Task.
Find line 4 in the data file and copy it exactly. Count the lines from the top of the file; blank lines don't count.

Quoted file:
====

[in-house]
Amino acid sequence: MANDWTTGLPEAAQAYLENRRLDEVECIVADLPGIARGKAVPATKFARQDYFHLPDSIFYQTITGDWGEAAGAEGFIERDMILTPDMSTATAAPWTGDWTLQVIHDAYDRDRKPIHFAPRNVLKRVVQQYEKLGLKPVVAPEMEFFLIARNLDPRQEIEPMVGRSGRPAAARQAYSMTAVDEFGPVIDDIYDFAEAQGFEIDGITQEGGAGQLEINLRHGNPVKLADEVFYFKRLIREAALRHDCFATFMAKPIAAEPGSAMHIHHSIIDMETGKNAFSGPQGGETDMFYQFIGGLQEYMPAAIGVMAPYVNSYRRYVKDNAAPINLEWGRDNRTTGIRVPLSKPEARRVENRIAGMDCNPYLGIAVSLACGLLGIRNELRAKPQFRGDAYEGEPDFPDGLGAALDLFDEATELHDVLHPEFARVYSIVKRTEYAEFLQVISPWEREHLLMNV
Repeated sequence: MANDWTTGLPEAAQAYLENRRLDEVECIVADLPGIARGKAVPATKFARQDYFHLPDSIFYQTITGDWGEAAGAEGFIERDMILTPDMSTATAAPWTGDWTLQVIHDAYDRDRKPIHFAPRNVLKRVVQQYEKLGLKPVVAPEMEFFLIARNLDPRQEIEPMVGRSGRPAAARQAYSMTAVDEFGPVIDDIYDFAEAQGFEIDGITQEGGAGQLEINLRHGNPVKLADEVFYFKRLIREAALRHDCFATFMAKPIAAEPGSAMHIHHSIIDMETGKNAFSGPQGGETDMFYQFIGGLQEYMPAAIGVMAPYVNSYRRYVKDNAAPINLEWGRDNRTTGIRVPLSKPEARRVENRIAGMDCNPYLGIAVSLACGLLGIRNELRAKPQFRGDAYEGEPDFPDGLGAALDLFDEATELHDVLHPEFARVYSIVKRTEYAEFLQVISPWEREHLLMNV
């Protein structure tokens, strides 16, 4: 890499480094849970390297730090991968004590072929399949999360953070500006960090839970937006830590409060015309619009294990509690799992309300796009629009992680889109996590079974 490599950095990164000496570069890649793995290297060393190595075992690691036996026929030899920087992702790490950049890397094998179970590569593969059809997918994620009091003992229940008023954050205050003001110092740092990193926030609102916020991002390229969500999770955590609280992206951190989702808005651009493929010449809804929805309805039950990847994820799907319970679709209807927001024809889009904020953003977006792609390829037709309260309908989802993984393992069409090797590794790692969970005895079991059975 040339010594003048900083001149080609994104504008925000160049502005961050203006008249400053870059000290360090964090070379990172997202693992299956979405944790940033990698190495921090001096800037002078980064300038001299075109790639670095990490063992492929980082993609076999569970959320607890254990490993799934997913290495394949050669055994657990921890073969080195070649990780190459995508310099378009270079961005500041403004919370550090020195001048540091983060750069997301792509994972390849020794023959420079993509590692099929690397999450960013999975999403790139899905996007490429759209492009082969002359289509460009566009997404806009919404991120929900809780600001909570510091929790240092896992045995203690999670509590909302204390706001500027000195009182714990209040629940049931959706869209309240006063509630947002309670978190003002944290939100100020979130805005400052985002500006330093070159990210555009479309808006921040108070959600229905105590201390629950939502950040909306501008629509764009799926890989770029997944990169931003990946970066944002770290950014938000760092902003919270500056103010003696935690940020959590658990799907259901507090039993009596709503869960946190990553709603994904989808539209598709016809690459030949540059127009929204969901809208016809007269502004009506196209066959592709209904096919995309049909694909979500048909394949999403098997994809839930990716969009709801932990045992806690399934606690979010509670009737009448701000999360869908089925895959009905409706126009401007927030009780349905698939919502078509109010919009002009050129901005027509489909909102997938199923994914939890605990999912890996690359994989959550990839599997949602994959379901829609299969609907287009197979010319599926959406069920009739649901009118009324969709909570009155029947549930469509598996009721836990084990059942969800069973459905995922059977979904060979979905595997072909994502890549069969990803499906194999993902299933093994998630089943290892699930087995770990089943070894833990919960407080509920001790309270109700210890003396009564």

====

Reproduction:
């Protein structure tokens, strides 16, 4: 890499480094849970390297730090991968004590072929399949999360953070500006960090839970937006830590409060015309619009294990509690799992309300796009629009992680889109996590079974 490599950095990164000496570069890649793995290297060393190595075992690691036996026929030899920087992702790490950049890397094998179970590569593969059809997918994620009091003992229940008023954050205050003001110092740092990193926030609102916020991002390229969500999770955590609280992206951190989702808005651009493929010449809804929805309805039950990847994820799907319970679709209807927001024809889009904020953003977006792609390829037709309260309908989802993984393992069409090797590794790692969970005895079991059975 040339010594003048900083001149080609994104504008925000160049502005961050203006008249400053870059000290360090964090070379990172997202693992299956979405944790940033990698190495921090001096800037002078980064300038001299075109790639670095990490063992492929980082993609076999569970959320607890254990490993799934997913290495394949050669055994657990921890073969080195070649990780190459995508310099378009270079961005500041403004919370550090020195001048540091983060750069997301792509994972390849020794023959420079993509590692099929690397999450960013999975999403790139899905996007490429759209492009082969002359289509460009566009997404806009919404991120929900809780600001909570510091929790240092896992045995203690999670509590909302204390706001500027000195009182714990209040629940049931959706869209309240006063509630947002309670978190003002944290939100100020979130805005400052985002500006330093070159990210555009479309808006921040108070959600229905105590201390629950939502950040909306501008629509764009799926890989770029997944990169931003990946970066944002770290950014938000760092902003919270500056103010003696935690940020959590658990799907259901507090039993009596709503869960946190990553709603994904989808539209598709016809690459030949540059127009929204969901809208016809007269502004009506196209066959592709209904096919995309049909694909979500048909394949999403098997994809839930990716969009709801932990045992806690399934606690979010509670009737009448701000999360869908089925895959009905409706126009401007927030009780349905698939919502078509109010919009002009050129901005027509489909909102997938199923994914939890605990999912890996690359994989959550990839599997949602994959379901829609299969609907287009197979010319599926959406069920009739649901009118009324969709909570009155029947549930469509598996009721836990084990059942969800069973459905995922059977979904060979979905595997072909994502890549069969990803499906194999993902299933093994998630089943290892699930087995770990089943070894833990919960407080509920001790309270109700210890003396009564």